Can Stress Cause Acne? How to Prevent Stress Acne

Can Stress Cause Acne? How to Prevent Stress Acne

Have you noticed that a day or two before a very important day, acne and strange irritations on the skin may appear unexpectedly?

A very common reason for this is stress.

Stress can cause fairly minor skin troubles to very serious skin issues that can lead to permanent problems.

In this blog, we are going to talk about the different stress factors that can affect the skin and how you can prevent them from happening at all.

Let’s first define what acne is:

Acne is simply an inflammation that can range from mild, moderate, to severe types.
Mild acne includes blackheads and whiteheads. While severe acne includes pink pimples (small and sore), papules and pustules (bumps that are usually open and have white endings). When it comes to severe acne, there are red nodules and cysts which are the ones that are painful and deep in the skin. It is considered severe acne if there is any scarring left over from a breakout.
Graphic showing different types of acne and their names

How Acne Develops

Although there are different triggers that cause acne, there is no big difference between how different factors cause acne as the way that acne develops is the same. That is why to understand how stress causes acne, we will describe simply how acne develops.
Here’s how acne is formed:
1st Stage: A factor, like stress, triggers hormonal imbalance that leads to overproduction of sebum, thickening of the skin, increased pigmentation, reduction of cell turnover, and decrease in wound healing speed.
2nd Stage: Stage 1 leads to clogged pores from build up of dead skin and sebum.
3rd Stage: Bacteria feed on dead skin and sebum which leads to bacteria proliferation.
This blog focuses on Stage 1 of acne development. While there is no scientific proof that stress directly causes acne, according to the acne development process explained above, there are three stages that act like a domino effect with the ending result being acne.
Starting with hormonal imbalance, we have found research that backs up how stress is one of the causes of hormonal imbalance.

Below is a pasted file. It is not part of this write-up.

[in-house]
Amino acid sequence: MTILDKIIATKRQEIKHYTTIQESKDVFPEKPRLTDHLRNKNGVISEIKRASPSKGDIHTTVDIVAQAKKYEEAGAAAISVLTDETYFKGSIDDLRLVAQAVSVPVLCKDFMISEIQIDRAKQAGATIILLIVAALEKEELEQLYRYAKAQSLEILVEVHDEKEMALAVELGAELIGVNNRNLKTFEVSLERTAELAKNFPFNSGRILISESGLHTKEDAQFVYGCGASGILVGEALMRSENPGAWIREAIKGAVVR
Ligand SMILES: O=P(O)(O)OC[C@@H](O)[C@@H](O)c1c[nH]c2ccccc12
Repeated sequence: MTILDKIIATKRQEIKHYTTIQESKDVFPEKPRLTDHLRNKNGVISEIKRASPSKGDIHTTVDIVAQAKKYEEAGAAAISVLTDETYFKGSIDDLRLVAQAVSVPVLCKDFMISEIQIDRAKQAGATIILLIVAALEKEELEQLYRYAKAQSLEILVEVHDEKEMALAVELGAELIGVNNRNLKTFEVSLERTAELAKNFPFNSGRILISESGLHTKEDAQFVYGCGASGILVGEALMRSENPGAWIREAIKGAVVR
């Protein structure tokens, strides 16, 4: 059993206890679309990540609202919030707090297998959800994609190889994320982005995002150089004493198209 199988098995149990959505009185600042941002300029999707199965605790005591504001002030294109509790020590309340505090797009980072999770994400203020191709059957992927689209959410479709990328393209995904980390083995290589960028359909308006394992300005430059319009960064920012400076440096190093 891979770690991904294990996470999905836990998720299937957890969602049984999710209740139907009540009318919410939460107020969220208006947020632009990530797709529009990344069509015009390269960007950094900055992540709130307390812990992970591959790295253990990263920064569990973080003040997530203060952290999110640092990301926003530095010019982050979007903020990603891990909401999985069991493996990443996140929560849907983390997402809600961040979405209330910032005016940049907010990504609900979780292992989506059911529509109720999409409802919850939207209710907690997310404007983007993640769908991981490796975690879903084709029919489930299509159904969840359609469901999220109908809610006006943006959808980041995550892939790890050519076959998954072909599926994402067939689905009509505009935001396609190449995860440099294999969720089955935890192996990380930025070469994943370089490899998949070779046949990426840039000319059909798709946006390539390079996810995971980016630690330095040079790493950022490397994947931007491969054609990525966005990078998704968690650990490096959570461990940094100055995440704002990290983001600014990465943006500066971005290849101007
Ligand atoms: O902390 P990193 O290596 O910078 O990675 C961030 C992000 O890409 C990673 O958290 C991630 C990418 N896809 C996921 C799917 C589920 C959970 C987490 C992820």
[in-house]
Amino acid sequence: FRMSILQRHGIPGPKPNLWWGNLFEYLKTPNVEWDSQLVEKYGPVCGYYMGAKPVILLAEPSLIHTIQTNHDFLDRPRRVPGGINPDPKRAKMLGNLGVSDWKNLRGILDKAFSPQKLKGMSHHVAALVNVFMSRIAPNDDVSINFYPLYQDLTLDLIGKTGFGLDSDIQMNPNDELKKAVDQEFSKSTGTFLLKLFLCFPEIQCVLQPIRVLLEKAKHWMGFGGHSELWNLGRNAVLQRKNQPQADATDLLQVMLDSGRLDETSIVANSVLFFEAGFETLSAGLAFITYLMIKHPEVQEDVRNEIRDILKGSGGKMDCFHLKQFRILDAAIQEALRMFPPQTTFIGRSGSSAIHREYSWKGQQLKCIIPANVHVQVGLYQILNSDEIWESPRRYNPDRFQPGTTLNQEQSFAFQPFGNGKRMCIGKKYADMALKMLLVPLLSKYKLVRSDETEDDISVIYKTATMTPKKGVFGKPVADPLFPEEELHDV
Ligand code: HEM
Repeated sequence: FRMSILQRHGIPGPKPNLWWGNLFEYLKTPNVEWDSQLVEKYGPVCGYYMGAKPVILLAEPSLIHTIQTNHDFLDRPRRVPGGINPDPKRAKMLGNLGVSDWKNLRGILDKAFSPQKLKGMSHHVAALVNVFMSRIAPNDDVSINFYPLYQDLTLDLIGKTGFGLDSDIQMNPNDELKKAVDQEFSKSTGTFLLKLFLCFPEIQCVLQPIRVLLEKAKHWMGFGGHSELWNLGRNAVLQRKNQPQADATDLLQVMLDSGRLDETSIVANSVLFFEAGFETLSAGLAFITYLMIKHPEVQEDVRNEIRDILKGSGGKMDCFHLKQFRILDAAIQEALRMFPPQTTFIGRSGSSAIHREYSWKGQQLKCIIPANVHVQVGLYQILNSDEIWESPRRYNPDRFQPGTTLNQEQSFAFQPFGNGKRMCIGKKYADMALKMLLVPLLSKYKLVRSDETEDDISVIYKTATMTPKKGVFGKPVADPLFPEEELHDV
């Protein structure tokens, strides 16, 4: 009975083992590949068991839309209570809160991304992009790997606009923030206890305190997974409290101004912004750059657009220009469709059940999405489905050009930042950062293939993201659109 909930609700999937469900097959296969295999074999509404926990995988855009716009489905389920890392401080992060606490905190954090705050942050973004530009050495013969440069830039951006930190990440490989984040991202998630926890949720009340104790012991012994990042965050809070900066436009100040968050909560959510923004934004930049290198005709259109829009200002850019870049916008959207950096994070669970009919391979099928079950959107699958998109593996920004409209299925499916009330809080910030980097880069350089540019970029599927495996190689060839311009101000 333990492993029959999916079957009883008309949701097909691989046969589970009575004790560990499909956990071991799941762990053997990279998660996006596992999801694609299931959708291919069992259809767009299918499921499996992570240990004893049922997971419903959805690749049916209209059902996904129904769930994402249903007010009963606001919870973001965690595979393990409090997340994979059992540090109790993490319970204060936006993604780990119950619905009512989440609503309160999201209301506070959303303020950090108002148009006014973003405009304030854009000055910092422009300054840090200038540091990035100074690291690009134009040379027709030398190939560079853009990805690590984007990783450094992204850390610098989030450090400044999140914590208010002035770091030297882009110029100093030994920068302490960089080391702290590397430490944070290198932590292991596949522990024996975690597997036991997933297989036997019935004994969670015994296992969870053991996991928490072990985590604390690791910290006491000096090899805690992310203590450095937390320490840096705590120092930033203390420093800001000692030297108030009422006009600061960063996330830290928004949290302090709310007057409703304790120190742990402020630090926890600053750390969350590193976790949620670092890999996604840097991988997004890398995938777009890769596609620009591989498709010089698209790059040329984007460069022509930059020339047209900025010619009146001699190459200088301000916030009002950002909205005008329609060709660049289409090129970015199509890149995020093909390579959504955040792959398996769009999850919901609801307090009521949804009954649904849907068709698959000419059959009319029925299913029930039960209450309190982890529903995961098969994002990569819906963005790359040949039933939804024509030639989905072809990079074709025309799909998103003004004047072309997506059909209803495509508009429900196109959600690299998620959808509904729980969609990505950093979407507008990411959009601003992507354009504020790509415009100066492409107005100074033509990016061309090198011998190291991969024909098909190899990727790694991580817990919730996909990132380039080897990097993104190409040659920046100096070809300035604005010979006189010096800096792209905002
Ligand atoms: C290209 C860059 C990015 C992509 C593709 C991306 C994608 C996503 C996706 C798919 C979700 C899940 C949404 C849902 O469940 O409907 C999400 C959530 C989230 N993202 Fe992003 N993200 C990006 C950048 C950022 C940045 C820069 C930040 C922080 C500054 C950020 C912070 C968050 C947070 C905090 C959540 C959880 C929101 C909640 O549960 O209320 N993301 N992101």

According to scientists, there are 3 types of stress: Acute Stress, Episodic Acute Stress, and Chronic Stress.

  1. Acute stress arises when we have some kind of deadline, important day, or exams, for example. This type of stress can feel both positive and negative, but there is no difference to how your body reacts to it.
  2. Episodic stress is acute stress that is negative and one that happens very often, like being late or in a rush.
  3. Chronic stress is persistent and long term. This can lead to depression, anxiety, and other mental issues.
When we face stress, our body goes through three stages:
  1. Anxiety or Panic
  2. Adaptation - when your endocrine system reacts and fights. At this stage, stress is controllable. If the stress is not battled, it leads to the third stage.
  3. Exhaustion - when your nerve cells die and your body gives up to fight.

For the sake of this blog, we will focus on the Adaptation stage as it is the stage that triggers hormonal changes that lead to acne.
There are many hormones that are triggered by stress. Here are the ones that directly affect the skin.
  1. Corticotropin-Releasing Hormone (CRH) - induces flushing, inflammation, and swollenness
  2. Adrenocortical Hormone (ACTH)- triggers pigmentation (strong ones) and sebum oil production
  3. Growth hormone (GH)- influences hyperpigmentation (changes the color during stress), thickens skin, increases sebum oil production, causes sweating, reduces cell turnover, and decreases wound healing speed
  4. Androgenes- male hormone that increases sebum production and hair growth with acne

In addition, these triggers increase the inflammation process in our body, which increases the production of free radicals resulting in deeper damage.

Since stress leads to increased sebum (oil) production, pigmentation, sweating and flushing, we can easily identify our skin changes and link them to stress.